A century of pioneering railway achievement
It is not everyday you are invited to a birthday party inside the north face of a mountain.
A special event this weekend marked the 100th anniversary of the conquest of the infamous Eiger peak by mechanical means.
When the dozens of prominent guests on Saturday got out of the train in the tunnel at the Eiger Wall Station, they were treated for nostalgic reasons to the sound of drilling.
It was the same sound the first tourists disembarking at this point would have heard 100 years ago.
Reaching the Eiger north face by tunnel was a breakthrough for the railway pioneers of the day, but it was intended as only a minor stop on the way to the top of the dazzling Jungfrau summit.
Dig and drill
As the first tourists in 1903 gazed over the railing of the Eiger’s observation window, Italian workers continued to dig, drill and blast their way through solid gneiss and limestone.
Their goal – the completion of a seven-kilometre-long tunnel running through the Eiger, Mönch and Jungfrau mountains.
There were financial setbacks, labour disputes and technical hurdles to overcome. The miners worked round the clock the whole year.
In summer, their food was placed in glacier crevasses at the start of the tunnel to keep from perishing. The challenge in winter was to prevent their dynamite from freezing.
There were accidental explosions, and in one incident, 30 tons of dynamite went off in a blast that was said to have echoed all the way to Germany’s Black Forest region.
The tunnel was completed, nine years later, to the Jungfraujoch – short of the summit, but nevertheless a great achievement at 3,454 metres above sea level.
The man given credit as the builder of the railway was Adolf Guyer-Zeller, even though he died in 1899, only three years after construction began.
“We were told about it when we were small children,” remembers Martina von Salis, a great-great granddaughter of Guyer-Zeller.
“We heard how our great-great-grandfather built the highest railway in the world,” she adds.
“He was only 60 when he died, probably because he was overworked,” says Wolfgang Wahl, who has edited Guyer-Zeller’s travel journals and is married to another direct descendant.
Wahl says Guyer-Zeller was inspired by the work ethic he was exposed to when he travelled to the United States as a young adult.
“He admired the self-made-man,” Wahl concludes.
The managing director of the Jungfrau Railways, Walter Steuri, says the pioneering railway builder was also impressed by the digging of the Suez Canal during a visit to Egypt.
“He studied how it was built and was able to apply some of what he learned to construct tunnels through the Alps.”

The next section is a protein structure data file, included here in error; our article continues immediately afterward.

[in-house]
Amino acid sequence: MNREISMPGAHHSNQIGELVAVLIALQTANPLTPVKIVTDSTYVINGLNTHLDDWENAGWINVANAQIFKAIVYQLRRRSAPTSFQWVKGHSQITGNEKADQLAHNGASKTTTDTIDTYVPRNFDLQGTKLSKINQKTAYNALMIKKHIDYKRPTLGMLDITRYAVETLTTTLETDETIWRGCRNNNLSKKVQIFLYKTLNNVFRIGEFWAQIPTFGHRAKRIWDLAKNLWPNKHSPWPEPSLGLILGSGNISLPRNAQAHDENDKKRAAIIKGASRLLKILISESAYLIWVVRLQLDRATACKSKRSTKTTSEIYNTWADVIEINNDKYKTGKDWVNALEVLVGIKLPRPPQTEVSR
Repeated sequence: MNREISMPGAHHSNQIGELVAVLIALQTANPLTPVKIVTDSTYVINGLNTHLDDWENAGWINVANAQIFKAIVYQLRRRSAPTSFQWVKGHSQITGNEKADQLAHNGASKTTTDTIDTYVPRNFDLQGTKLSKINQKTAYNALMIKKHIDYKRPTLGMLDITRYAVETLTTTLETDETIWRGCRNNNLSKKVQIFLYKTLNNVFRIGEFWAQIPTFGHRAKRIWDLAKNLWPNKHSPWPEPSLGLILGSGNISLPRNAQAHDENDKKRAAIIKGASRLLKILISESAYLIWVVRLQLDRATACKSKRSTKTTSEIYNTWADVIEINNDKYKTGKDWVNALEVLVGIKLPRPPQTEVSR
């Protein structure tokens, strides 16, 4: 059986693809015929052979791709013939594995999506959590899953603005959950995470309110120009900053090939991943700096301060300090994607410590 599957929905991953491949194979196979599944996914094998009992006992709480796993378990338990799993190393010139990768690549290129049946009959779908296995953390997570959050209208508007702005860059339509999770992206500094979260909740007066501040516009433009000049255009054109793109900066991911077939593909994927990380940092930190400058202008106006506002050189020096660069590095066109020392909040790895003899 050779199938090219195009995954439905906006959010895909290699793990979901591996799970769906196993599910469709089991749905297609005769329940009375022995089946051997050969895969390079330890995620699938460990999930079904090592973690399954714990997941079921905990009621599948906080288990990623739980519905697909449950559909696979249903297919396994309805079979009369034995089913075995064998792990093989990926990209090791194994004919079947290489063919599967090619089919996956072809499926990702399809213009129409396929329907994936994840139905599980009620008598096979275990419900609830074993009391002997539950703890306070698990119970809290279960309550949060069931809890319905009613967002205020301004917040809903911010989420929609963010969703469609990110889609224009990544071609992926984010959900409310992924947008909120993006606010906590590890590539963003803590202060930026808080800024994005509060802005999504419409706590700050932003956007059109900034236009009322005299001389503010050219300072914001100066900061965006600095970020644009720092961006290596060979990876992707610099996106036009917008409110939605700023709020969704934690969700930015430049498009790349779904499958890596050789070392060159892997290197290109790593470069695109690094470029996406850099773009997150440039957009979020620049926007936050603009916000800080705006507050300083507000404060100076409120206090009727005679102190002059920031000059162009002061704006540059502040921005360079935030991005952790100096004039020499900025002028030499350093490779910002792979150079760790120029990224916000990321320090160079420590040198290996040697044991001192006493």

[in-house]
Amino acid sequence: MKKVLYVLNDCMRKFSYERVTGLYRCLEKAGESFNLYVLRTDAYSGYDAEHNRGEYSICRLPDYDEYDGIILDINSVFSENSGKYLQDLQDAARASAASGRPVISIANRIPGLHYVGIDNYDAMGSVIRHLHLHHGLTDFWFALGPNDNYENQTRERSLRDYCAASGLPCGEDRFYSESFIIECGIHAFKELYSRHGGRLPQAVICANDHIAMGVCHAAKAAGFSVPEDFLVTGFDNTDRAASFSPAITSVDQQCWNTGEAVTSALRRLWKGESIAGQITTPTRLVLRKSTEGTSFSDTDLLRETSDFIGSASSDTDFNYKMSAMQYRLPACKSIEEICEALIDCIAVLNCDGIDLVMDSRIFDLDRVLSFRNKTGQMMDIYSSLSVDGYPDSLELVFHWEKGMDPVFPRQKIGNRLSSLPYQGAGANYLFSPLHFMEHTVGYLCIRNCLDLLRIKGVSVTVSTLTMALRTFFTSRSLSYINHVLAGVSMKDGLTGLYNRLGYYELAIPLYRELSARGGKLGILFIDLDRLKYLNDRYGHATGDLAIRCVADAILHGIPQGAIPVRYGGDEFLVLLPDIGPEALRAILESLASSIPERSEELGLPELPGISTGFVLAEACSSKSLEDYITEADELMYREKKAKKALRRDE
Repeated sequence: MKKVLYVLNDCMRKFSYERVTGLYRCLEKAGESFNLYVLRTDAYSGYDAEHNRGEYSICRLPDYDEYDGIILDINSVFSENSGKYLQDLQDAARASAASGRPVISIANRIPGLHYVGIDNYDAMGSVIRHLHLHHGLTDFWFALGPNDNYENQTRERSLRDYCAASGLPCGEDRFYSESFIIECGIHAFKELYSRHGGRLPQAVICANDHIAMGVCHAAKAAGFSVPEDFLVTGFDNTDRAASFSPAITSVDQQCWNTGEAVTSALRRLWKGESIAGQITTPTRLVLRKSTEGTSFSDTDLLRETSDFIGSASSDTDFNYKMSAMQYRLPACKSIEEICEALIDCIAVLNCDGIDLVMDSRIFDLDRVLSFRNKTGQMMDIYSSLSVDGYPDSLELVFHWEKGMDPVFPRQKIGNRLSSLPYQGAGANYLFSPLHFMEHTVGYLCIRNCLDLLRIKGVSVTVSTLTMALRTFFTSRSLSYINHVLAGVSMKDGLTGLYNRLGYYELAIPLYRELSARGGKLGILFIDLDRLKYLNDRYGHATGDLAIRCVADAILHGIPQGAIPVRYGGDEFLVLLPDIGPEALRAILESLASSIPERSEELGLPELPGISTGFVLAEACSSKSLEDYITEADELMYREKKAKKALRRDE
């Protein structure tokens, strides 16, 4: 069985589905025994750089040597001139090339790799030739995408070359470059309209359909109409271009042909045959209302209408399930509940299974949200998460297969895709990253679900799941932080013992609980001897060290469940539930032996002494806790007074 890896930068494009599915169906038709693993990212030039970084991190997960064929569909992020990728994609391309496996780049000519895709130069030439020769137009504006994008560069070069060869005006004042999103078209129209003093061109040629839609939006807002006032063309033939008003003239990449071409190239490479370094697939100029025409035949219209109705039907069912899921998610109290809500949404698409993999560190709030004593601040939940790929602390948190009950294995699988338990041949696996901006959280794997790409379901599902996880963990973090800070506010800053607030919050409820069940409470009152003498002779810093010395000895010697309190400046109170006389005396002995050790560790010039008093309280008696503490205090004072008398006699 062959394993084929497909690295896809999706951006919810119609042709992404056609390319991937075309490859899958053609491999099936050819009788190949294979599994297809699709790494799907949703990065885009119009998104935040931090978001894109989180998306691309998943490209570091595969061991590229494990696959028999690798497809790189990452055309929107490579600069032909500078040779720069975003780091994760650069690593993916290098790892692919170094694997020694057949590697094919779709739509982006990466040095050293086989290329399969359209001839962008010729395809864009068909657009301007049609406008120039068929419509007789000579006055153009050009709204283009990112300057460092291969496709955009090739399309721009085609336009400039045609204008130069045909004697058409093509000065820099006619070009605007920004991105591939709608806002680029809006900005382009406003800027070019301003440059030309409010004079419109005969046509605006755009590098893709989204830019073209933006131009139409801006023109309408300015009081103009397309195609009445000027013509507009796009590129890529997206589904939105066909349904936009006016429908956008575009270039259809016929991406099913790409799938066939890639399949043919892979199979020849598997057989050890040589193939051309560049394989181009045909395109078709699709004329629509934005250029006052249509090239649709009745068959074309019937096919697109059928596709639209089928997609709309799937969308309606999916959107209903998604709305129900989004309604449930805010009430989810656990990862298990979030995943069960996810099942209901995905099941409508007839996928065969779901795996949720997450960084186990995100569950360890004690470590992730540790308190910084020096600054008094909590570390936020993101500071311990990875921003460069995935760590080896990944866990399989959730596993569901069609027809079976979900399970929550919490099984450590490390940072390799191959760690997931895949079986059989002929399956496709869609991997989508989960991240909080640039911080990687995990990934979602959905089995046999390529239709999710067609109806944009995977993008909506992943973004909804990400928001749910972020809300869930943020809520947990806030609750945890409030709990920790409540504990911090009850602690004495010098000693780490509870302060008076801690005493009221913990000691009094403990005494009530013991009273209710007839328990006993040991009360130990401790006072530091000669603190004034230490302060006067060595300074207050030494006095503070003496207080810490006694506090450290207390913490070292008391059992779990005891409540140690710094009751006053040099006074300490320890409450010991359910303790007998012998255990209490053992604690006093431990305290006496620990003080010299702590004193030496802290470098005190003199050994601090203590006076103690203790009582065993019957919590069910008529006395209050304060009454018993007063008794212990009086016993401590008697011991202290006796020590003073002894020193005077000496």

Before Guyer-Zeller came along, there were ambitious plans to build pneumatic railways, funiculars and piston-type lifts to the Jungfrau summit.
The latter were to be blown to the top by compressed air in only 15 minutes.
Guyer-Zeller was more pragmatic. He envisioned a cog railway that would not have to be very steep due to its curvature through the mountains, and which could be opened in stages to help finance the continuing work.
About 15,000 passengers travelled to the Eiger Wall Station when it was opened in 1903.
Those figures are dwarfed by the half million people who now travel each year all the way to the Jungfraujoch station.
Historians have likened the construction of the railway line to the raping of virgin peaks (jungfrau=maiden).
But Steuri says mountaineers should not have the exclusive right to reach such heady heights.
He says the railway is a great leveller, giving “many people the opportunity to see the wonderful world of the high Alps”.
Top of Europe
If Steuri has his way, the number of tourists taking the railway to the “top of Europe”, as the line is promoted, will increase.
Even though business is down about 20 per cent so far this year due to the global economic downturn and the effect of Sars, Steuri is optimistic that next year figures will climb again.
To meet the demand, the company is increasing capacity by building more dual track on the lower part of the line above Grindelwald, and has purchased new rolling stock.
“During the journey through the tunnel, we will show videos on the new trains about the history of the railways, about mountaineering and glaciology,” he says.
Samuele Salm, the new tourist director of Grindelwald, says the assault, on the Eiger at least, will be stepped up, to take advantage of its high-recognition factor worldwide.
“We have to give it greater prominence in our marketing, ahead of the Jungfrau and Mönch.”
Lying at the foot of the Eiger, Salm stresses that “Grindelwald and the Eiger will need each other in future much more than ever before.”
swissinfo, Dale Bechtel at the Eiger Wall Station
The Jungfrau railway took 16 years to build - more than twice as long as estimated – and SFr15 million which was SFr5 million over budget.
The seven-kilometre-long tunnel begins at the Eiger Glacier Station at 2,300 m, and ends at the Jungfraujoch at 3,454 m, billed as the highest railway station in Europe.
It was opened in stages, with the Eiger Wall Station being the first stop inside the tunnel.
Located at 2,865 m, the Eiger station has an observation deck (now covered by glass window panes).
About half a million people travel to the Jungfraujoch each year.
The railway runs year round, and a return journey from Grindelwald costs SFr150.
The Jungfraujoch station has restaurants, an ice cavern with ice sculptures, observation decks and a pedestrian tunnel leading out to a glacier.
The station is crowned by the “Sphinx” Observatory – a scientific research centre.
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